6 Tips on Finding Your Way Around While Traveling
- This tip is really a two for one. Firstly, you’ll know all of the areas in the place you’re in in no time, and secondly, you get to feel special when you type in “I’m going to be here on this day!” and ten people send you messages all “Let me hang out with you!!”
So last year I was in Saigon, and I did this- put on that I’m already there, got the messages, felt special. Then when I came down from my ego high, I replied to the first one. Within 30 minutes the girl I’d been talking to turned up at our meeting place, gave me a helmet and took me everywhere.
It was a great way to find out where everything was, as well as ask her literally every question I could think of.
- Google Maps
- So the reason I was in Saigon was that I was about to start a solo motorbike journey from the Mekong Delta in the South of Vietnam through the country and up to Hanoi. Instinct was my map and the road was my compass. Then when I would arrive at the end of a road after riding down it for a few hours, I realised that instinct is a terrible map and the road being a compass just doesn’t make any sense, and I turned to Google Maps.
Two things about this- firstly, you can use this without a data pack. Because it works on the GPS, and not the 3G (or 4G for you space age guys), you can be stuck in the middle of an African swamp and you’re fine. Well, obviously you’re not fine, you’re more like Atreyu’s horse in the NeverEnding Story, but at least you know where it’s all going down.
Now when I say it works without 3G - directions don’t. You can’t search for a place. But that little blue dot that signifies where you are- that’s essential.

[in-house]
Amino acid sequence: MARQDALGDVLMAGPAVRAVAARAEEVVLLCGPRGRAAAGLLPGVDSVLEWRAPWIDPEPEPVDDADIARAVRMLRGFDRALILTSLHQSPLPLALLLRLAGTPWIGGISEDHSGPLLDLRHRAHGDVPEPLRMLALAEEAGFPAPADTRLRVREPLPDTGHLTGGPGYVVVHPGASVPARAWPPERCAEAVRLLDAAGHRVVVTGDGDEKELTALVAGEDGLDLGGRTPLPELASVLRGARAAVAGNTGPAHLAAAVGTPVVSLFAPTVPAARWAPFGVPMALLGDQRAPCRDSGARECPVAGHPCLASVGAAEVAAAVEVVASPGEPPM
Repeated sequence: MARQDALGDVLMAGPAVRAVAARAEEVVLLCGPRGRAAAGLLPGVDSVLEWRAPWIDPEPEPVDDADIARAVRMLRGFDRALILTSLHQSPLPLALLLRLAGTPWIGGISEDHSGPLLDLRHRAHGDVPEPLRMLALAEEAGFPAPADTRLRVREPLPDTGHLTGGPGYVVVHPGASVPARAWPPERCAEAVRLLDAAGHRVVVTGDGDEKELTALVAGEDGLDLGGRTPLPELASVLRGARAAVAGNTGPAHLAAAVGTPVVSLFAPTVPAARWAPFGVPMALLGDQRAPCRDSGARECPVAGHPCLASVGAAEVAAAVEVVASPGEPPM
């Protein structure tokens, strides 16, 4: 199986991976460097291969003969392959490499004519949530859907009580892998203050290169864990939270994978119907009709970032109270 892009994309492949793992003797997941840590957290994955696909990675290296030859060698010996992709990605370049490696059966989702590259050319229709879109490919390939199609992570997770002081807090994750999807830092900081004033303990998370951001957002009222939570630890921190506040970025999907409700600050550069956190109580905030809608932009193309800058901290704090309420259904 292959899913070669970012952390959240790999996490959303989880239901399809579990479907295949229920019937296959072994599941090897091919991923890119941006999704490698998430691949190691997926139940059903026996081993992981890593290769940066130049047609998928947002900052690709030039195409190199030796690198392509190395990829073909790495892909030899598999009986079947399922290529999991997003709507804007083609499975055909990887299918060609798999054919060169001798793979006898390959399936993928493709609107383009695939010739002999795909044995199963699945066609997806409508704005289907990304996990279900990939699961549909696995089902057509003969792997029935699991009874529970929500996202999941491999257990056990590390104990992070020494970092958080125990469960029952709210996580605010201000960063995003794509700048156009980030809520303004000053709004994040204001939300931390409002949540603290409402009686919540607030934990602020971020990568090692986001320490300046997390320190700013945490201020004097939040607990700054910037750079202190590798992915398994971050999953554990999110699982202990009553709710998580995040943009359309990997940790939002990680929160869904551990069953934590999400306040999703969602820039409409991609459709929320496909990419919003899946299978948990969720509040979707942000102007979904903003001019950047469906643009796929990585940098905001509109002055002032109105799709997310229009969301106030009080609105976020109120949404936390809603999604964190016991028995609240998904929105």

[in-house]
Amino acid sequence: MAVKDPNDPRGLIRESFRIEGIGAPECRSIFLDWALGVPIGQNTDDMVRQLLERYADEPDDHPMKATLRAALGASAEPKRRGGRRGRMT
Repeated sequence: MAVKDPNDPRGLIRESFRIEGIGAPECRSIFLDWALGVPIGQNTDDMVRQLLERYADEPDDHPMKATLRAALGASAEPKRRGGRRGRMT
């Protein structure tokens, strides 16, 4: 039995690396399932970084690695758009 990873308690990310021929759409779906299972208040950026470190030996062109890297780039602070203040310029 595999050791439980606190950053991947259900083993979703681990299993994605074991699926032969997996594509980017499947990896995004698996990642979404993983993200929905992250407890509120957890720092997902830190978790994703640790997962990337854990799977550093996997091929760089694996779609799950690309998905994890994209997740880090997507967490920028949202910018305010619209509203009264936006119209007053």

Finally, with Google Maps, don’t forget. Zoom. You zoom that guy right in there, because every time you don’t zoom, they build an uncrossable river on the road you’re on that you would have seen if you’d just zoomed. Yeah they build a river. It’s a lot of work but it teaches you a lesson.
- Find a hard copy map
- You don’t want to rely on technology if you’re lost. Get yourself a hard copy of a map, even if it’s a simple one from a little shop that has monuments and places of interest. it’ll take some orienteering skills, but you’ll be in much better shape to get where you need to go, even if it’s “past the big triangle thing, across the road shaped like the nike symbol and through something that looks grassy…"
- Learn how to use a compass
- So you’re phone’s bust. You’re in the rainforest in the wet season. You’re up a mountain and your hard copy map from that little shop blew away. It’s compass time. Even if all it tells you is North is, that’s so much more information than you were working with about 10 or 11 seconds ago, running after your map as the breeze claimed it as one of it’s own.
Think on a big scale if you have to. “Right, if North is that way, that means the beach is over there, and over the other way is just more jungle. Let’s go that way.”
Even if you have to go on a bigger scale- “Right, I’m in the rockies and I live in New York. East it is.” Good pair of shoes and a protein bar and you’ll be home in no time.
- Ask the locals
They’re not going to make fun of you. They’re not going to send you to a weird abandoned factory where their mate Jeff is waiting with a van. They’re much more likely to begin to tell you where to go, realise that you’re just nodding and smiling and offer to take you there. My rule is if you trust the vibe, and you trust the guy, go for it. Unless he says “Sorry I’ve just gotta get this… Yeah Jeff? It’s time."
- Don’t - Just Get Lost
If I were to have to condense this list into just one, it would be this one. Think about it, what’s the worst thing that’s going to happen if you can’t find your way?
You’ll have to book into a hostel that even the teenage clubbing backpackers wouldn’t stay in?
You can deal with that.
All the hostels are closed down, someone’s stolen your wallet, phone, map AND compass and you have to sleep at a bus stop propped up against a bin?
We’ve all been there.
A much more likely scenario is you’ll embark on a journey, a quest that never would have presented itself to you. You’ll meet your new best friends, you’ll do things you never would have decided to do by yourself, and you’ll have a ridiculous travel story to tell.